This delicate flower is the start of every chocolate you’ve ever eaten
It grows directly from the trunk and large branches of the cocoa tree (Theobroma Cacao), and develops into brightly coloured cocoa pods. This picture was taken in Hawaii, the only place in the US where cocoa can be grown.
Here you can see the cocoa pods growing directly from large branches of the tree. Photo taken in Grenada
This photo, taken in Hawaii shows the amazing colours cocoa pods come in
The colour differences are down to variety and minor genetic differences in the cocoa.
Every colour of the rainbow!
Inside each pod is a white pulp that surrounds 25-40 cocoa beans
Cocoa beans surrounded by their sweet white pulp
A look inside a cocoa bean
Different varieties are different colours. Most have a purple colour like this, while some finer flavour beans are almost white.
After harvesting, the pods are cut open and the beans and their pulp removed
These are transferred to some kind of container – usually a large wooden crate, and covered in banana leaves. They are then left to ferment for 5-7 days. This fermentation process is crucial to the flavour development of chocolate.
It’s the sweet pulp that ferments and as it does so, it turns to liquid and drains away, leaving the beans brown in colour.
During the process, beans can exceed temperatures of over 50C (120F), so if you’ve ever eaten a product labelled as ‘raw chocolate’, it’s almost certainly not raw.
After fermentation, the beans are laid out in the sun to dry for 7-10 days
Beans are turned regularly to make sure they dry evenly
In some parts of the world (such as here in Grenada), the beans are turned by walking through them shuffling the feet in a process known as tramping the beans. Alternatively, if you don’t want foot-turned beans a tool called a rabot can be used!
After drying, the beans are packed into burlap sacks to be transported to chocolate makers around the world
People like me! This is how we receive the beans. As you can see, a lot has already gone into production before we get our hands on the beans, so we try to have a direct contact with the farmers and co-operatives, both so we can ensure they get a fair price (we pay around five times the Fair Trade price), and can also give feedback on quality.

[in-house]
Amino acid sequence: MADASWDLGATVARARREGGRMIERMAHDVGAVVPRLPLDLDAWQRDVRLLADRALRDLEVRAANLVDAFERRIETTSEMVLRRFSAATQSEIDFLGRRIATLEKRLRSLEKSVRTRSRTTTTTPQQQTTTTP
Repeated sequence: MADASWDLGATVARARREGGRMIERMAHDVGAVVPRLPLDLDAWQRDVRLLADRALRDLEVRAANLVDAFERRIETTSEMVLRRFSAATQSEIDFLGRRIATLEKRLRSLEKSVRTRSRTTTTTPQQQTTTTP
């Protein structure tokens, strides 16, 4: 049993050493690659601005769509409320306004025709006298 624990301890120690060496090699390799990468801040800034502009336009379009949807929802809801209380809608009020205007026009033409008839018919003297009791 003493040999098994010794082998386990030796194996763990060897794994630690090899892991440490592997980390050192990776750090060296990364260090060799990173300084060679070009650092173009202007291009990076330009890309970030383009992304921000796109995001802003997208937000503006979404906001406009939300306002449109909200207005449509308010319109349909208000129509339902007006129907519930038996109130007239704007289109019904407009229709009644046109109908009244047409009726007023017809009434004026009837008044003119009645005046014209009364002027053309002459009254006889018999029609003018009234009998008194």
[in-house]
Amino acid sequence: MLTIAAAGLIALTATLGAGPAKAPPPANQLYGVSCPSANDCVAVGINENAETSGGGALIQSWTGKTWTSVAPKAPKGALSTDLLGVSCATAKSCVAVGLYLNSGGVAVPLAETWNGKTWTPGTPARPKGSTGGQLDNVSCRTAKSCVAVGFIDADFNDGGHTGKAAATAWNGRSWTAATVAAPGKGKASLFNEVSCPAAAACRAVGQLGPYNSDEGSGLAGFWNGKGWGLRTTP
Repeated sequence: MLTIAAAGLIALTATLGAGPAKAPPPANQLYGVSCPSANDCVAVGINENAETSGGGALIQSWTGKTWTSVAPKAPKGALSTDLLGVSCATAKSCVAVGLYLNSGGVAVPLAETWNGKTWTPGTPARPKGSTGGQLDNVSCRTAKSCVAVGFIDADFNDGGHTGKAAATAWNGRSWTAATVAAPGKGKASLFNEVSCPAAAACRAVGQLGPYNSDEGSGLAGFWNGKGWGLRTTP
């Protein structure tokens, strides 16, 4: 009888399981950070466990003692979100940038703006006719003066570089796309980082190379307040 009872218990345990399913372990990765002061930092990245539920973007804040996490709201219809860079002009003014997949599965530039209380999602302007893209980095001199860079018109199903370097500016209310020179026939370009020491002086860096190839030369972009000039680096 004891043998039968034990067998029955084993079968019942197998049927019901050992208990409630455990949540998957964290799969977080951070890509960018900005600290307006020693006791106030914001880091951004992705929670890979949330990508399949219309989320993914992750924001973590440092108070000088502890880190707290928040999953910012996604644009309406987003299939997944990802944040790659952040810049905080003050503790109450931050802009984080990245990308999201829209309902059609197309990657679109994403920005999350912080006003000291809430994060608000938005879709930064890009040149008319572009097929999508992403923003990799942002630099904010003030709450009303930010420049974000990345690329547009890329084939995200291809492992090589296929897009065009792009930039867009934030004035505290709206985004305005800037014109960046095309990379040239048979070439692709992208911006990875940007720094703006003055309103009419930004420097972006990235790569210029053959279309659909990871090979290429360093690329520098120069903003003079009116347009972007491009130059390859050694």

Most of the industrially made confectionery around the world is still largely untraceable thanks to being traded through many middlemen, which is a real problem in the industry. Something we are trying to change.
When we get the beans, the first thing we do is sort them. Every one. By hand
We’re looking for broken beans, twigs, stones and any other debris that may be left over from the fermentation and drying processes. We only want the best beans for our chocolate.
This is our little roaster!
Yes, it’s a converted oven. The beans sit in the drum which rotates while we roast the beans for around 20 minutes. There isn’t a whole lot of professional equipment available for small scale chocolate makers, so we have to improvise!
After roasting, the beans pass through this contraption – our breaker and winnower
The top part is a juicer which we use to break the cocoa beans. Underneath, the winnower is attached to a vacuum which pulls away the lighter, papery shells that cover each bean. We put roasted cocoa beans in the top and we get cocoa nibs in the bucket!
More freshly winnowed cocoa nibs, ready for grinding!
We slowly add the nibs to our Cocoatown melanger which consists of large granite wheels (weighing 50kg) rotating on a granite base
As the drum turns, the nibs get crushed. Friction from the process generates heat which melts the cocoa butter in the nibs. About 50% of the weight of a cocoa bean is cocoa butter which melts at around body temperature.
At this stage we add cane sugar (30% by weight for a 70% dark chocolate), and any milk powder (milk chocolates) and flavourings we want.
After two days…
The chocolate stays in the melanger for 3 days. All the time the particle size is being reduced, making the chocolate smoother and smoother. But it also develops flavour in a process called conching. The constant movement and heat drive off any bitterness and develop the natural flavour notes in the chocolate. Every origin has a unique and distinctive flavour.
Here’s a small batch of milk chocolate in one of our table top grinders. These work in exactly the same way, just on a smaller scale
And another small test batch in production
After 3 days, it’s time to pour the chocolate out!
The whole machine tips up and we transfer it into large plastic tubs, then let it set. We age the chocolate for several weeks, which helps to develop the flavour further.
Waves of chocolate!
Tempering the chocolate to give it a smooth, glossy finish
Chocolate exists in several different crystal forms and tempering makes sure we just get the right form for a nice shiny bar. This is done by raising and lowering the temperature very precisely. Luckily we have a machine that does that and beeps at us when it’s time to mould the bars.
We ladle the chocolate into polycarbonate moulds, vibrate them to remove any air bubbles, then let them set in the fridge for a couple of hours. If properly tempered, the bars will easily release from the moulds when set.
This is our main product. We don’t make truffles or filled chocolates, we just concentrate on producing the chocolate itself
We do, however, sell to chefs, hotels and restaurants so their chocolatiers can use our chocolate to produce their confections.
A packaged bar
We like to use these resealable pouches for packaging as you don’t tend to eat a whole bar in one go. This way you can break a piece off and put it back in your bag without making a mess.
The front of my shop & workshop in Islington, North London. You are welcome to visit and try some, of course!